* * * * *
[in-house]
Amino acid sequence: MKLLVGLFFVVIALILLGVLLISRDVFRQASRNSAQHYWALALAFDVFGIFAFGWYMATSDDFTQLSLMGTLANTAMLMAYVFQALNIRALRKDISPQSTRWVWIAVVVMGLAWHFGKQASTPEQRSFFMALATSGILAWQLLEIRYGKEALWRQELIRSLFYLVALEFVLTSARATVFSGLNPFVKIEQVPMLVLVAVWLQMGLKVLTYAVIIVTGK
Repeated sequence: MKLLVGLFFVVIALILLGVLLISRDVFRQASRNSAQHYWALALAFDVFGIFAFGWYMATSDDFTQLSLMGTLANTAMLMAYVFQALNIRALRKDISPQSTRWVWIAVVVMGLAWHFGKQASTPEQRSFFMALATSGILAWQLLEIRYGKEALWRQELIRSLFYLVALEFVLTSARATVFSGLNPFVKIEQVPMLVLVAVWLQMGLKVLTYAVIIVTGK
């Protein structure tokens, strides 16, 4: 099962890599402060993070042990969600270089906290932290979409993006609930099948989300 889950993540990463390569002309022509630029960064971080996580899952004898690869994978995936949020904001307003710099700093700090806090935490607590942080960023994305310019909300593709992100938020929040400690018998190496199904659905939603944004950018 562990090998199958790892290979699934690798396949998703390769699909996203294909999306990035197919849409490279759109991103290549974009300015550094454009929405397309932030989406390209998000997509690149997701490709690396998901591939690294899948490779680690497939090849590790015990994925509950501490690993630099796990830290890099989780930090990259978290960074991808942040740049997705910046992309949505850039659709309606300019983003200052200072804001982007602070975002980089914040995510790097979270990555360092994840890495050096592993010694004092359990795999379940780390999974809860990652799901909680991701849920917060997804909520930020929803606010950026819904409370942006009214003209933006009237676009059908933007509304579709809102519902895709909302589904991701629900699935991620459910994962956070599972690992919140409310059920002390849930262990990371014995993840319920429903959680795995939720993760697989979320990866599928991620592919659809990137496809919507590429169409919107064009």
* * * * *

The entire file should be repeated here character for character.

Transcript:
[in-house]
Amino acid sequence: MKLLVGLFFVVIALILLGVLLISRDVFRQASRNSAQHYWALALAFDVFGIFAFGWYMATSDDFTQLSLMGTLANTAMLMAYVFQALNIRALRKDISPQSTRWVWIAVVVMGLAWHFGKQASTPEQRSFFMALATSGILAWQLLEIRYGKEALWRQELIRSLFYLVALEFVLTSARATVFSGLNPFVKIEQVPMLVLVAVWLQMGLKVLTYAVIIVTGK
Repeated sequence: MKLLVGLFFVVIALILLGVLLISRDVFRQASRNSAQHYWALALAFDVFGIFAFGWYMATSDDFTQLSLMGTLANTAMLMAYVFQALNIRALRKDISPQSTRWVWIAVVVMGLAWHFGKQASTPEQRSFFMALATSGILAWQLLEIRYGKEALWRQELIRSLFYLVALEFVLTSARATVFSGLNPFVKIEQVPMLVLVAVWLQMGLKVLTYAVIIVTGK
């Protein structure tokens, strides 16, 4: 099962890599402060993070042990969600270089906290932290979409993006609930099948989300 889950993540990463390569002309022509630029960064971080996580899952004898690869994978995936949020904001307003710099700093700090806090935490607590942080960023994305310019909300593709992100938020929040400690018998190496199904659905939603944004950018 562990090998199958790892290979699934690798396949998703390769699909996203294909999306990035197919849409490279759109991103290549974009300015550094454009929405397309932030989406390209998000997509690149997701490709690396998901591939690294899948490779680690497939090849590790015990994925509950501490690993630099796990830290890099989780930090990259978290960074991808942040740049997705910046992309949505850039659709309606300019983003200052200072804001982007602070975002980089914040995510790097979270990555360092994840890495050096592993010694004092359990795999379940780390999974809860990652799901909680991701849920917060997804909520930020929803606010950026819904409370942006009214003209933006009237676009059908933007509304579709809102519902895709909302589904991701629900699935991620459910994962956070599972690992919140409310059920002390849930262990990371014995993840319920429903959680795995939720993760697989979320990866599928991620592919659809990137496809919507590429169409919107064009």